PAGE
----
I don’t get some people. As I have said ad infinitum, I have been online forEVAAR—well, at least since the late 80s to early 90s; we're talkin' pre-web—and every time I think I have seen everything, the interwebs surprise me yet again. Usually with something I can subsequently complain about.
One favorite point of whiny complaint is the Amazon system wherein people can ask questions about a product and others who have purchased it chime in to answer to the best of their ability. Innocuous questions, like “Is this made from high-quality materials?” or “Will this fit on my ’75 Datsun?” Good questions that deserve a response.
And yet, there is a certain percentage of people who respond to these questions with variations of “I don’t know the answer to that one.”
Are people getting special bonus points on Amazon for answering questions? Or is this the online version of those people ahead of you in the checkout line who view their interaction with the cashier to be the chocolately, gooey nexus of their thriving social life? Trust me, that teenaged girl does NOT want to listen to your lame joke about deodorant. Be polite, of course, but just pay and leave already.
While Mojo loves writing—for she can talk and talk without those lesser beings interrupting all the time—she knows that many people don’t like it, and in fact AVOID IT LIKE THE PLAGUE. So WHY would anyone bother to type out a response to a question just to say “I don’t know”? It’s not like anyone is keeping track of just how helpful you are or aren’t, and if they are, I have news for you: just saying “I don’t know” is NOT PARTICULARLY HELPFUL. Especially since Amazon makes you click through to see the answers—ooh, suspense!—so you have the added slight-though-certainly-cumulative-and-perhaps-life-shortening hassle of having to click through, only to be rewarded with what I am guessing to be the Amazon version of a Rickroll.
Through the decades I have administered many an online contest for various and sundry groups. We’re not talking rocket-science sort of contests. We’re talking the online equivalent of “mail in three boxtops and this completed form to the following address” sort of tasks. The rules tend to be SUPER-SIMPLE, along the lines of:
1. DON’T POST YOUR ENTRY TO THE GROUP. Email it privately to THIS ADDRESS by THIS DATE.
2. I will take a great deal of time out of my busy life to compile the entries for judging.
3. I will then present the entries for judging and compile the votes. Again, TOTALLY OUT OF THE KINDNESS OF MY HEART, because Mojo is THAT SORT OF SELFLESS PERSON.
4. I will announce the winners on THIS OTHER DATE.
I have yet to administer an online contest where this does not happen: at least ONE entrant ends up saying, “I didn’t know what to do, so I posted my entry to the group.” To which the only rational response I can come up with is (this image bears repeating):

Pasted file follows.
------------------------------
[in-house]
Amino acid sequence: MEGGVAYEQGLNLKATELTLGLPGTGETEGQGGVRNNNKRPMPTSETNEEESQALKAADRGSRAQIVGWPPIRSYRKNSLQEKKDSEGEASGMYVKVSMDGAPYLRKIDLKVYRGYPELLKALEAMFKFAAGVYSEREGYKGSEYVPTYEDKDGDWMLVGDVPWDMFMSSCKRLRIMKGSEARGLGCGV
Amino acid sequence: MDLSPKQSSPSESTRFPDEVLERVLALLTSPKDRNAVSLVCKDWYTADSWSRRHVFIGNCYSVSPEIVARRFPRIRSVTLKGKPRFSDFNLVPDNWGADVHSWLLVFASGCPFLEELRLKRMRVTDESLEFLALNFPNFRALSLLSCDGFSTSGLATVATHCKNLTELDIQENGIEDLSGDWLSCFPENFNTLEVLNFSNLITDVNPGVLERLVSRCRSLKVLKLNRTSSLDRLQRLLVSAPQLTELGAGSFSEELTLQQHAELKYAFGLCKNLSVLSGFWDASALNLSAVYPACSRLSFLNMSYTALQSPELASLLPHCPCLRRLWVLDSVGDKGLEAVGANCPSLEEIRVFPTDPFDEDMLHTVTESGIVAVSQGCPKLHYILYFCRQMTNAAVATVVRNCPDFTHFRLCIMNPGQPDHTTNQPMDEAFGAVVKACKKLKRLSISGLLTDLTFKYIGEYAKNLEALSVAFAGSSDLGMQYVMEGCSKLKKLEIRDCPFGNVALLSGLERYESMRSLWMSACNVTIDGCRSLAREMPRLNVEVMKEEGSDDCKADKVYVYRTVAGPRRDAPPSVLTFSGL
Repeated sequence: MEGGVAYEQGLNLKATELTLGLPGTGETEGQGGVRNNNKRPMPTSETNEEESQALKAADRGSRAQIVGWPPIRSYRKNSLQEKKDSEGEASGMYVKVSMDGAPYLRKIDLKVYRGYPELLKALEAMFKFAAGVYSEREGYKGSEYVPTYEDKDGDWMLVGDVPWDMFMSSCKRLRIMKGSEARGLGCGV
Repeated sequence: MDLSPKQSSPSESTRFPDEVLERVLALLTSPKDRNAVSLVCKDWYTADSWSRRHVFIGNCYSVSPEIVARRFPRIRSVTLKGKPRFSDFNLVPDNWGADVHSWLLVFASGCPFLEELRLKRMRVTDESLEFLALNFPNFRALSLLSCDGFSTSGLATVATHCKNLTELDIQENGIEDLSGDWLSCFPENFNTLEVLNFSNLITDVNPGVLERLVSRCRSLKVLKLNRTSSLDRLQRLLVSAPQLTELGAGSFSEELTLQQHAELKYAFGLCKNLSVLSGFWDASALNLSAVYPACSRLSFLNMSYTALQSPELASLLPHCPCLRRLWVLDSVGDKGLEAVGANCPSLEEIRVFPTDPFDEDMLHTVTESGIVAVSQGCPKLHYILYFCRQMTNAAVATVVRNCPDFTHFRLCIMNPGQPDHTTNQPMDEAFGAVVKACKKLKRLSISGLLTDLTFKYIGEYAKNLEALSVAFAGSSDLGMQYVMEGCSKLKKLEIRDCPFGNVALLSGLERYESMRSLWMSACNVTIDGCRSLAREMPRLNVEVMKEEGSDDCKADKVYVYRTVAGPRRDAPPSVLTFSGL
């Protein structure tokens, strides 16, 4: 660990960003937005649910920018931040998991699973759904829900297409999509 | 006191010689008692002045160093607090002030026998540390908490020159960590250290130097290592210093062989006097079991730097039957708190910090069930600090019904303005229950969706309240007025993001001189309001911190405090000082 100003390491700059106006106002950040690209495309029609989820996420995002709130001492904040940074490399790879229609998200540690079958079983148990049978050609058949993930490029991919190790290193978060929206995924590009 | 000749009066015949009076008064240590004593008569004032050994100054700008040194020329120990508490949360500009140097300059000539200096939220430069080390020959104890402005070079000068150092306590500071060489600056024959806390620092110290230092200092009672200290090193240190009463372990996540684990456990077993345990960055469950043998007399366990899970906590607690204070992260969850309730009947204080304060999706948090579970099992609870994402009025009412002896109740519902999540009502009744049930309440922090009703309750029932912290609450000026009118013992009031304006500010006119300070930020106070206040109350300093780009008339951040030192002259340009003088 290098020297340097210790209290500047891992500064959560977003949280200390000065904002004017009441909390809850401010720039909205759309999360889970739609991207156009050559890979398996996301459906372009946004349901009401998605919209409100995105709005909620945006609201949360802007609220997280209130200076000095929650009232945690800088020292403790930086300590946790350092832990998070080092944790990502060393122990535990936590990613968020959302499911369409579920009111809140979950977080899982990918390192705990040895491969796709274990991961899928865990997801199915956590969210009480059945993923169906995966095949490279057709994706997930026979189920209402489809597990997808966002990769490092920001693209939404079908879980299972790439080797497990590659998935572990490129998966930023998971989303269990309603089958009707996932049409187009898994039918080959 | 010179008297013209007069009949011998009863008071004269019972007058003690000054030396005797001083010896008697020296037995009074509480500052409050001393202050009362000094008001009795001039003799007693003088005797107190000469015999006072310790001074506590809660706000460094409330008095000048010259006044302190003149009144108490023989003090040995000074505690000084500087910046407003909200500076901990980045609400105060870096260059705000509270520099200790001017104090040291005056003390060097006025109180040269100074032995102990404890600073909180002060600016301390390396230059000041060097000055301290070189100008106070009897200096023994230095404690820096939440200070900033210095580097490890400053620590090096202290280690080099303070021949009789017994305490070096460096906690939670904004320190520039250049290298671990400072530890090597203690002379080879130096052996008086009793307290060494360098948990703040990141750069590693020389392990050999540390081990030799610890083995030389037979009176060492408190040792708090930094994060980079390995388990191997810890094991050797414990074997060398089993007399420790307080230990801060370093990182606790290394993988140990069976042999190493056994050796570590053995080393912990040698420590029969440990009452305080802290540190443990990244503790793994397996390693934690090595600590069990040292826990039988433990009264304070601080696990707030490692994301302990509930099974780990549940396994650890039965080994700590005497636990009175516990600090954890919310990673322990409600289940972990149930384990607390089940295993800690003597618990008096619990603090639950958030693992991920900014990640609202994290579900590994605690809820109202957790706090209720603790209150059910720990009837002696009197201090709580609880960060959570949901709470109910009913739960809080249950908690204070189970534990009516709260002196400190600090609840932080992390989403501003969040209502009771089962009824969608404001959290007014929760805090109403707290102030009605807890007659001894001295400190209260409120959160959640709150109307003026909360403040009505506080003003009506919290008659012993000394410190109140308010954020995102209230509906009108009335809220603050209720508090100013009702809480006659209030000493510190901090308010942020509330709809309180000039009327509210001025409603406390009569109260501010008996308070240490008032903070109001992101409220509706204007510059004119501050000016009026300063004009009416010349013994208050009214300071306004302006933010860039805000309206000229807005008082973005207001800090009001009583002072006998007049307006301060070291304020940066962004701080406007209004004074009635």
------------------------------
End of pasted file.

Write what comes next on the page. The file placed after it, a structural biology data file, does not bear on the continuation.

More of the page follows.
So usually I don’t respond at all, and just accept it graciously, with a whole lotta eye-rolling and shrugging behind the scenes.
More recently, I helped a very nice nonprofit by setting up an event for them. Web page, online ticketing, that sort of thing. Since many of “their” people aren’t necessarily on Facebook and they wanted to reach the widest audience possible, I put up a regular website as well as a Facebook event page, while other people printed flyers and whatnot for old-fashioned hand-to-hand combat. All are identical, complete with clip art and goofy typefaces, and (try not to be overwhelmed by the staggering creativity, now!) all go something like this:
DATE and TIME!
At THIS PLACE!
Here’s how much tickets are!
HERE is where you buy tickets!
Here’s some people who will be there!
Info about food and drinks!
Info about the entertainment!
Info about the venue!
Here’s that TICKET INFO again!
Tell your friends!
Boy, this is gonna be GREAT!
TICKETS TICKETS TICKETS! Buy them HERE!
SEE YOU THERE!
I can’t tell about the website, since it is a single page and there is no way to comment, but the Facebook page has generated some discussion, because it turns out this is a popular event for this crowd and people are totally psyched to go. Good for them. But at least TWO DIFFERENT PEOPLE—thus far in the two or three weeks the event has been up—have navigated all the way to the FB page, and have technologically mastered FB’s commenting software, only to ask “Where do I get tickets?”
And the second one, of course, asks right below the discussion of the FIRST one asking, and all the helpful responses telling them where to click and/or send their checks. It’s like living in a Bob and Ray sketch.
I REALLY DON’T GET IT. Apparently there’s an ongoing conspiracy to try to make Mojo weep for humanity on a daily basis. Or it’s the world’s most elaborate practical joke. If so, it’s getting kinda old, people...